God desires for all who believe in the name of Jesus to be one (John 17:20-23) and to have the same mind and the same judgment (1 Corinthians 1:10). In order even to begin this process we must all submit ourselves under God’s mighty hand and to be instructed by Him and not the world around us (1 Peter 5:6, Colossians 2:1-9, Romans 12:1-2). And yet, even though we are to be of the same mind and the same judgment, there are matters concerning which God has provided liberty and are not of significant concern. In matters relating to the faith, we must hold firm and not compromise (Galatians 1:6-9). In matters of liberty, we must consider the interests of others and resolve to not put a stumbling block in a fellow Christian’s way (Philippians 2:1-4, Romans 14:13).

This is why the message of Romans 14:17 is so essential: we must use proper judgment to discern the matters of “eating and drinking” so as to not violate or grieve the “righteousness, peace, and joy in the Holy Spirit.”

“Eating and drinking” are the matters of liberty – in context, the eating of meats (Romans 14:2). Observing days is a similar issue that is mentioned, demonstrating that we should not interpret “eating and drinking” exclusively literally (cf. Romans 14:5). These liberties involve practices or means of accomplishing practices that are within the realm of Biblical authority (Colossians 3:17) and yet for which God has not made specific provision.

“Eating and drinking” is contrasted with “righteousness, peace, and joy in the Holy Spirit.” The Kingdom of God is not about the former, but it certainly is about the latter.

“Righteousness in the Holy Spirit” involves that which God has established – doing what God has determined is right, and avoiding that which God has determined is wrong (Romans 12:9). There can be no room for compromising these standards– those who approve what God condemns or condemns what God approves are considered accursed (Galatians 1:6-9, 5:19-21). To believe that Romans 14 can provide “flexibility” in God’s standards of righteousness is misguided and certainly not Paul’s intent. The matters concerning which Paul speaks in Romans 14 are the matters of “food and drink” which are not to hinder the Kingdom of God. If God says we must do something, we must do it. if God says we must avoid something, we must avoid it.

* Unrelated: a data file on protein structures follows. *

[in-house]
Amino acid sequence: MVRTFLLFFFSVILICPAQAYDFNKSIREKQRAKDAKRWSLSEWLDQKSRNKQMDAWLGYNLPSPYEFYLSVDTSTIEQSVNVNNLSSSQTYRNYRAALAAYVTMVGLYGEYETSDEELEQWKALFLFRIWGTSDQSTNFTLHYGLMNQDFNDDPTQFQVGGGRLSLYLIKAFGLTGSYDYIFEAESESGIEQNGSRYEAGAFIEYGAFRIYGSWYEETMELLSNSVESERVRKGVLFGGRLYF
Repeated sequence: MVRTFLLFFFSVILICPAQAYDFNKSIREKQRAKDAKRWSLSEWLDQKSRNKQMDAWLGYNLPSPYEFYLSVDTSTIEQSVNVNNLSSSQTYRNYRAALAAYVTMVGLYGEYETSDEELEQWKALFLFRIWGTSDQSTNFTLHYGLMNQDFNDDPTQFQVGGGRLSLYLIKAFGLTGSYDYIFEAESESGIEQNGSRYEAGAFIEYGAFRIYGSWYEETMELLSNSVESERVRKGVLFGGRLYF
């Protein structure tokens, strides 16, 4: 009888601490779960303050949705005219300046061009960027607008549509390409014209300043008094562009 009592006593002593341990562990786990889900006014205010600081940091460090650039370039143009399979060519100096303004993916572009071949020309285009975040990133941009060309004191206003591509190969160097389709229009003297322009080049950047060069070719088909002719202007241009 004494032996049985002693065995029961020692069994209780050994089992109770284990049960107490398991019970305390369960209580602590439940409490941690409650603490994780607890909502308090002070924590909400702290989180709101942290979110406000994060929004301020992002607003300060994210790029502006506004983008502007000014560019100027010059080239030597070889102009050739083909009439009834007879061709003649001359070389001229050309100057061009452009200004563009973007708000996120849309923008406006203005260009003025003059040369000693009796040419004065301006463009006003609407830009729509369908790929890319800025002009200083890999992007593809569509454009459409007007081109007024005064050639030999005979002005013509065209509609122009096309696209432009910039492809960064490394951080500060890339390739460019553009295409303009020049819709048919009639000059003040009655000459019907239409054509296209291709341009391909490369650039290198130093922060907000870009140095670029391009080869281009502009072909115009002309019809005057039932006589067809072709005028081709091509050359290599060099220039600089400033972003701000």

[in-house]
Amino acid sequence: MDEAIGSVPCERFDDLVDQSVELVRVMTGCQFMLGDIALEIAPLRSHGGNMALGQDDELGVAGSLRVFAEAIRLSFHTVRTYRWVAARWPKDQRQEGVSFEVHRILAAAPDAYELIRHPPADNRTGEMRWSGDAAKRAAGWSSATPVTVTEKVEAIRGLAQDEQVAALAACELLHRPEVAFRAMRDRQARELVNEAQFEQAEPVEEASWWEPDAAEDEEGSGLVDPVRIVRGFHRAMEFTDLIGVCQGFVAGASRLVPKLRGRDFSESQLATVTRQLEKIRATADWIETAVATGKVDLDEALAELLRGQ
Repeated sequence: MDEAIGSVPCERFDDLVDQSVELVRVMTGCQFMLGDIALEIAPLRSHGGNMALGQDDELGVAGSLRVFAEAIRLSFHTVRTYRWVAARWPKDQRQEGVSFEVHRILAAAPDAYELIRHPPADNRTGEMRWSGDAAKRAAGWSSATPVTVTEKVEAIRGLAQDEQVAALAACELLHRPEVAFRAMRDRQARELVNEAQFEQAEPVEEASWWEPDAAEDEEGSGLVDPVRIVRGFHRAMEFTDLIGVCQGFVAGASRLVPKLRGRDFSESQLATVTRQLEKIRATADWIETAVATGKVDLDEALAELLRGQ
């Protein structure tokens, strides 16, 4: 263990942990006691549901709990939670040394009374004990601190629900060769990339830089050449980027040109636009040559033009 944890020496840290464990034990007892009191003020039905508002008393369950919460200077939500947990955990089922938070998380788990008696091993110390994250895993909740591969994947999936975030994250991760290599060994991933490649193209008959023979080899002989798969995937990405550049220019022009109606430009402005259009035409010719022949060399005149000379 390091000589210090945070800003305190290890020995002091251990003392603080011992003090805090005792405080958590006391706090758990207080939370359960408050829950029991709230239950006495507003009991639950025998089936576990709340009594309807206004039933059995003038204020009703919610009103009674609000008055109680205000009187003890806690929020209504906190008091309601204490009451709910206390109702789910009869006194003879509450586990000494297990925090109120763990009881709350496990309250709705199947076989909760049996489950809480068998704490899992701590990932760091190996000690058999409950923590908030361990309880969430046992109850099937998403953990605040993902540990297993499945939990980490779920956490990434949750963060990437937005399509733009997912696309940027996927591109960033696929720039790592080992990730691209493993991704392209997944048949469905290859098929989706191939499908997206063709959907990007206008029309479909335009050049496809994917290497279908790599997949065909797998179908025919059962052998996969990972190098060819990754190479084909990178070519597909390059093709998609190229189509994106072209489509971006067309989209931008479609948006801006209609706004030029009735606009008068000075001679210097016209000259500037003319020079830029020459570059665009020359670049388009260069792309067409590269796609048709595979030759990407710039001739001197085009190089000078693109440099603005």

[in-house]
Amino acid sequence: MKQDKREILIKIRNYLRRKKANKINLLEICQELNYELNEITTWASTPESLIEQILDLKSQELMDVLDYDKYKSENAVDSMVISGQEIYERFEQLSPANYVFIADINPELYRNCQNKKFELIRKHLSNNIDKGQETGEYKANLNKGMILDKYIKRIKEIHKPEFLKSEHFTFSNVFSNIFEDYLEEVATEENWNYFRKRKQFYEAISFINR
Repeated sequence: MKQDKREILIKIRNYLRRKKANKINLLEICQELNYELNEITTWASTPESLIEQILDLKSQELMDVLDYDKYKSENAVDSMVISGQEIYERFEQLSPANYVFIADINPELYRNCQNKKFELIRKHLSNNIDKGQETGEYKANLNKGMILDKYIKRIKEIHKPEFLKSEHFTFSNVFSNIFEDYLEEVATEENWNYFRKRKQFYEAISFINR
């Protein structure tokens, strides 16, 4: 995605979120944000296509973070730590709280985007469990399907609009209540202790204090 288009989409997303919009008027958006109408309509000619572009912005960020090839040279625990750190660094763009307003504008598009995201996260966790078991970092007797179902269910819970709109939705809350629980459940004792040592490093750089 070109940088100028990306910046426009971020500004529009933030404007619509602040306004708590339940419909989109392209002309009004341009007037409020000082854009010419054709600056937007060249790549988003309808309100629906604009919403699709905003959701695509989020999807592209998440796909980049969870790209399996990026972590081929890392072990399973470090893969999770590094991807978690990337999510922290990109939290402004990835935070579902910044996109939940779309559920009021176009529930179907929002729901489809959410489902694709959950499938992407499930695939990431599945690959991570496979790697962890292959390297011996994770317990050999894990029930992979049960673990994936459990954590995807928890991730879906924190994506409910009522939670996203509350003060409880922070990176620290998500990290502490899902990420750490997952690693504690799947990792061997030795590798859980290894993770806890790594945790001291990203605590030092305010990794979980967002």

Paul does not stop there. He also speaks of the “peace and joy in the Holy Spirit.” Peace is not merely the absence of hostility or strife – it involves killing hostility (cf. Ephesians 2:15-17). To have peace requires each person to seek the best interest of others and not themselves, and to work to build up– even if one’s personal preference must be sacrificed (Philippians 2:1-4, Romans 14:19). We must remember that in order for us to have the peace that surpasses understanding and to be reconciled to God, Jesus needed to kill the enmity through suffering and enduring the cross (Ephesians 2:11-18). If we will have peace in the Kingdom, we are going to have to suffer and endure (cf. Romans 8:17-18, 15:1)!